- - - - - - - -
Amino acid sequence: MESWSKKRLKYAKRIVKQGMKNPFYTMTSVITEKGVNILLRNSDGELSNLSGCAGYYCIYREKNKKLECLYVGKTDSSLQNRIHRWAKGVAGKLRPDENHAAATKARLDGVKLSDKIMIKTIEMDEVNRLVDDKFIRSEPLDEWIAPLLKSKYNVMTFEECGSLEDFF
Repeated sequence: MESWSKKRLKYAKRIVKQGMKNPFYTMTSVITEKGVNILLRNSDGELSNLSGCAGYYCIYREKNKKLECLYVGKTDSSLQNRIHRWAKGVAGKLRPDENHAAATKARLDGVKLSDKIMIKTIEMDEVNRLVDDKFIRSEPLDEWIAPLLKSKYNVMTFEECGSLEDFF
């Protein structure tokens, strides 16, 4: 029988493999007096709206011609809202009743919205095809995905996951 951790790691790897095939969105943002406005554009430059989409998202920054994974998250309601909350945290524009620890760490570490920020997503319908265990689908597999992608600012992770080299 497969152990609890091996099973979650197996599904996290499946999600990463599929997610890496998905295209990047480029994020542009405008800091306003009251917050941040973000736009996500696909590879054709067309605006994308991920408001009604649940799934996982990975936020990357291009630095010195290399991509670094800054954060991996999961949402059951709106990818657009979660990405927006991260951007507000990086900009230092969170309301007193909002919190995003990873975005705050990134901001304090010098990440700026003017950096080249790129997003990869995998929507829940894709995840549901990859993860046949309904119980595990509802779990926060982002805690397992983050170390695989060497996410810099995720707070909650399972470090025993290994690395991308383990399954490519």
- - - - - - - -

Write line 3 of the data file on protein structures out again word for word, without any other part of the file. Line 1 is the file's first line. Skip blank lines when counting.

């Protein structure tokens, strides 16, 4: 029988493999007096709206011609809202009743919205095809995905996951 951790790691790897095939969105943002406005554009430059989409998202920054994974998250309601909350945290524009620890760490570490920020997503319908265990689908597999992608600012992770080299 497969152990609890091996099973979650197996599904996290499946999600990463599929997610890496998905295209990047480029994020542009405008800091306003009251917050941040973000736009996500696909590879054709067309605006994308991920408001009604649940799934996982990975936020990357291009630095010195290399991509670094800054954060991996999961949402059951709106990818657009979660990405927006991260951007507000990086900009230092969170309301007193909002919190995003990873975005705050990134901001304090010098990440700026003017950096080249790129997003990869995998929507829940894709995840549901990859993860046949309904119980595990509802779990926060982002805690397992983050170390695989060497996410810099995720707070909650399972470090025993290994690395991308383990399954490519």